Not that historical fiction isn’t a thing, but that event that is going on right now that you think is so important will probably be completely forgotten.

Take the Arab Spring. It was a huge event when I was a young adult, everyone talking about how it was going to change the world, or at least the face of the Middle East. It was on the news constantly and even featured a cool video of a guy running over people on a camel.

Now, I bet you’ll have to Google it to even know what I’m talking about.

So, if you want to write about current events, keep it broad to increase the appeal.

Don’t write about coronavirus, write about pandemics.

Don’t write about black lives matters, write about characters experiencing racism.

You absolutely should write about Murder Hornets. 

Murder Hornets are awesome and I’m still mad we skipped them in our 2020 apocalypse bingo.

If you do this part well, your writing will be surprisingly timeless.

In Discworld, Terry Pratchett talked about police, and how they should do their job. He even talked about how they handle riots and the like.

Now, I bet he had some specific riots from England in mind when he wrote that. But he didn’t talk about that, he just talked about what makes a good policeman.

 As a result, if I read you certain sections of his work, you would swear he wrote it today.

I’ve actually been experiencing a little of this with my story, Witcher Man and the Case of the Guillotine Society.

It features oppressive governments, civil unrest, the morality of rising up against tyranny, and even mentions giant killer hornets.

Sounds like 2020 right?

I wrote all those elements like four years ago.

But I wasn’t talking about current events, I was talking about real philosophical issues. 

And hornets.

That’s why certain parts of Mark Twain’s writing can be read today and sound like he was telling the future.

It’s because as long as you’re talking about the broad human experience, stuff really doesn’t change.

  1. This last part is just my personal style, but I submit it for what it’s worth.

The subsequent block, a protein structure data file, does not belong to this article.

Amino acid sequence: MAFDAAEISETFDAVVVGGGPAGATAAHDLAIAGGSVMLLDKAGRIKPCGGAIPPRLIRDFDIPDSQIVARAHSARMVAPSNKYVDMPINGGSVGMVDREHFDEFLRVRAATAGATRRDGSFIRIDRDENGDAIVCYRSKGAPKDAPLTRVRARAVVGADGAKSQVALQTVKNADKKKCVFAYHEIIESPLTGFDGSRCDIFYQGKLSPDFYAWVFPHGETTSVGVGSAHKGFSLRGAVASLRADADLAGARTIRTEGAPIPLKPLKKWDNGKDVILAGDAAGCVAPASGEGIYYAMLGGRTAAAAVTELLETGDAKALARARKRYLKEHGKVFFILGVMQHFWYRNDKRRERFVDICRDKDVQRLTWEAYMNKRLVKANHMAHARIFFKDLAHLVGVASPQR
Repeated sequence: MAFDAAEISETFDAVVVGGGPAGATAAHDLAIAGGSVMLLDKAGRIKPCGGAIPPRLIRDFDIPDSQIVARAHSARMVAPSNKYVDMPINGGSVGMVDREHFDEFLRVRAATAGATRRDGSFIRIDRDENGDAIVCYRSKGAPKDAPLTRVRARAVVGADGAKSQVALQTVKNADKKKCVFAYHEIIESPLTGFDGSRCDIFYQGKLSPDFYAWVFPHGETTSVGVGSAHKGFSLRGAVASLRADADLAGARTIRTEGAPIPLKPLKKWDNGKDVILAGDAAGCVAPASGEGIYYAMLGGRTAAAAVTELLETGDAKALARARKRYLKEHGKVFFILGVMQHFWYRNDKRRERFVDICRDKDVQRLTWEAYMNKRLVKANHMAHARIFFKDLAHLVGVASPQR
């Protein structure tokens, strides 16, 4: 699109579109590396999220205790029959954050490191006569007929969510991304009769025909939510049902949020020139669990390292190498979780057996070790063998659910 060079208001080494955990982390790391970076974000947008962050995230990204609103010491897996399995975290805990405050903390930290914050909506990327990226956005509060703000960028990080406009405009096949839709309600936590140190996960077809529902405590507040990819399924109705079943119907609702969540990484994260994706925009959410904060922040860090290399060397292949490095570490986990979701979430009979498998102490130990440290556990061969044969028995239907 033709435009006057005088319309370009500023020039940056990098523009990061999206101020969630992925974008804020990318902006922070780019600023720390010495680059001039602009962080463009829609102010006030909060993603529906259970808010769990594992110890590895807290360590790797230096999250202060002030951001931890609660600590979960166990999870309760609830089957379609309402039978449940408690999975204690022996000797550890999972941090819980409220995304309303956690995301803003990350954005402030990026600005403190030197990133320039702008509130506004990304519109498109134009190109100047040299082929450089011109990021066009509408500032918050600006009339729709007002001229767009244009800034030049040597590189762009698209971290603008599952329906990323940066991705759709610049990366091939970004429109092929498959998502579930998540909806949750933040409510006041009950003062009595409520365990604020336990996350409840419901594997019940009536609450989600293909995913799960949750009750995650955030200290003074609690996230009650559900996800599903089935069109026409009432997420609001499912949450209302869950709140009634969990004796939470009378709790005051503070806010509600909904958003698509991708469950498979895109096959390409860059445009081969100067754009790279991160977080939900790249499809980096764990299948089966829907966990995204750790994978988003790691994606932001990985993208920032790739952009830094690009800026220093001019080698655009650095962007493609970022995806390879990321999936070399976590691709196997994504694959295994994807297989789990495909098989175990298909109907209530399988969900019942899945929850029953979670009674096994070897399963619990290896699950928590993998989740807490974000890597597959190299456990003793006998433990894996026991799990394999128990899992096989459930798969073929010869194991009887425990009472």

Outside of my stories, I try not to talk publicly about my personal political positions. At least not in any way that is tied to my platform as an author. Small as it is.

Some of that is because people really don’t care about my opinion. Waving a flag to indicate my position isn’t going to change anyone’s mind.

Some of it is because my work, hopefully, has a broad appeal to lots of people who may or may not agree with me politically.

Once, Michael Jordan was asked why he didn’t speak out more politically.

He said because both Republicans and Democrats buy his shoes.

Hopefully, I handle issues in my story fairly enough that my own political position isn’t just glaringly obvious.

Although, I do use some phrases, like the non-aggression principle, that if you Google them, will probably give away my position.

But that’s just me. Stephen King, Larry Correia, and a bunch of other writers sure like screaming about politics.

And they are a lot more successful than me, so what do I know. 

So, that’s one way to talk about politics in your stories. Not saying this is the only way to do it, but it ‘s certainly the way I prefer for authors to handle politics in the stories I read.

At the end of the day, write the story you want to read.